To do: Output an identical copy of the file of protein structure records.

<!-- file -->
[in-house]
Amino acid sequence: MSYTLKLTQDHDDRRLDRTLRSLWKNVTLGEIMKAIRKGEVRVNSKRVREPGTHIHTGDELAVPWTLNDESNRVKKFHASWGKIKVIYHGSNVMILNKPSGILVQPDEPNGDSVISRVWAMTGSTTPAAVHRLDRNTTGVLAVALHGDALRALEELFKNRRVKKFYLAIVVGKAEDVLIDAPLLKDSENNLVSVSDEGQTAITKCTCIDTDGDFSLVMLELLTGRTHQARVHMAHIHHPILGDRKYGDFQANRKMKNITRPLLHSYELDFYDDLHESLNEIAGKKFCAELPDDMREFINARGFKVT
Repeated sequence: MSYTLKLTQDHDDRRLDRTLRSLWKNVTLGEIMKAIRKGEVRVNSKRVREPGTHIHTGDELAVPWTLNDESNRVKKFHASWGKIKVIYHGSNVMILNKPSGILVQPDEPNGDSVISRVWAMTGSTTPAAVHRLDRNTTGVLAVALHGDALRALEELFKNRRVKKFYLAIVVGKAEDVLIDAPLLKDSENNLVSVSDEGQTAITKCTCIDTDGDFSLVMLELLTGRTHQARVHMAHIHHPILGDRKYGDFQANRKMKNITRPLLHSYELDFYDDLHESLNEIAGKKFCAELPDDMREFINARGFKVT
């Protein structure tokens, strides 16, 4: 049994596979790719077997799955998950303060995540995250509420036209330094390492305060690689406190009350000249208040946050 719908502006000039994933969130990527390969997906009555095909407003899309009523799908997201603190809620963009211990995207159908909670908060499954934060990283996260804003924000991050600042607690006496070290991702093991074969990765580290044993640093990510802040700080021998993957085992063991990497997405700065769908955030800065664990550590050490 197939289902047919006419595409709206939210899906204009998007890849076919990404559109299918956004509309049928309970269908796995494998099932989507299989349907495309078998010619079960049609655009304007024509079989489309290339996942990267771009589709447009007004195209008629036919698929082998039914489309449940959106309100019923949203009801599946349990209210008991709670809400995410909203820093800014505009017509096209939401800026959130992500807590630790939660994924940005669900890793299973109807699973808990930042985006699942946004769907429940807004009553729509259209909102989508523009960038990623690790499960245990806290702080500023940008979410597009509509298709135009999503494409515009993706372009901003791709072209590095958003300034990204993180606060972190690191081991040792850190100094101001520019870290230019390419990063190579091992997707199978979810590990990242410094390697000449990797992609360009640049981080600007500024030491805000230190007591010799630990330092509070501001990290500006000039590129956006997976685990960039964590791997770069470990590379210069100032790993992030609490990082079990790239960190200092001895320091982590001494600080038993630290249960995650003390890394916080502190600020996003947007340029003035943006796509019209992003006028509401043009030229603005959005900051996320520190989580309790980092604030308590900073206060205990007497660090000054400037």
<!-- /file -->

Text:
[in-house]
Amino acid sequence: MSYTLKLTQDHDDRRLDRTLRSLWKNVTLGEIMKAIRKGEVRVNSKRVREPGTHIHTGDELAVPWTLNDESNRVKKFHASWGKIKVIYHGSNVMILNKPSGILVQPDEPNGDSVISRVWAMTGSTTPAAVHRLDRNTTGVLAVALHGDALRALEELFKNRRVKKFYLAIVVGKAEDVLIDAPLLKDSENNLVSVSDEGQTAITKCTCIDTDGDFSLVMLELLTGRTHQARVHMAHIHHPILGDRKYGDFQANRKMKNITRPLLHSYELDFYDDLHESLNEIAGKKFCAELPDDMREFINARGFKVT
Repeated sequence: MSYTLKLTQDHDDRRLDRTLRSLWKNVTLGEIMKAIRKGEVRVNSKRVREPGTHIHTGDELAVPWTLNDESNRVKKFHASWGKIKVIYHGSNVMILNKPSGILVQPDEPNGDSVISRVWAMTGSTTPAAVHRLDRNTTGVLAVALHGDALRALEELFKNRRVKKFYLAIVVGKAEDVLIDAPLLKDSENNLVSVSDEGQTAITKCTCIDTDGDFSLVMLELLTGRTHQARVHMAHIHHPILGDRKYGDFQANRKMKNITRPLLHSYELDFYDDLHESLNEIAGKKFCAELPDDMREFINARGFKVT
């Protein structure tokens, strides 16, 4: 049994596979790719077997799955998950303060995540995250509420036209330094390492305060690689406190009350000249208040946050 719908502006000039994933969130990527390969997906009555095909407003899309009523799908997201603190809620963009211990995207159908909670908060499954934060990283996260804003924000991050600042607690006496070290991702093991074969990765580290044993640093990510802040700080021998993957085992063991990497997405700065769908955030800065664990550590050490 197939289902047919006419595409709206939210899906204009998007890849076919990404559109299918956004509309049928309970269908796995494998099932989507299989349907495309078998010619079960049609655009304007024509079989489309290339996942990267771009589709447009007004195209008629036919698929082998039914489309449940959106309100019923949203009801599946349990209210008991709670809400995410909203820093800014505009017509096209939401800026959130992500807590630790939660994924940005669900890793299973109807699973808990930042985006699942946004769907429940807004009553729509259209909102989508523009960038990623690790499960245990806290702080500023940008979410597009509509298709135009999503494409515009993706372009901003791709072209590095958003300034990204993180606060972190690191081991040792850190100094101001520019870290230019390419990063190579091992997707199978979810590990990242410094390697000449990797992609360009640049981080600007500024030491805000230190007591010799630990330092509070501001990290500006000039590129956006997976685990960039964590791997770069470990590379210069100032790993992030609490990082079990790239960190200092001895320091982590001494600080038993630290249960995650003390890394916080502190600020996003947007340029003035943006796509019209992003006028509401043009030229603005959005900051996320520190989580309790980092604030308590900073206060205990007497660090000054400037």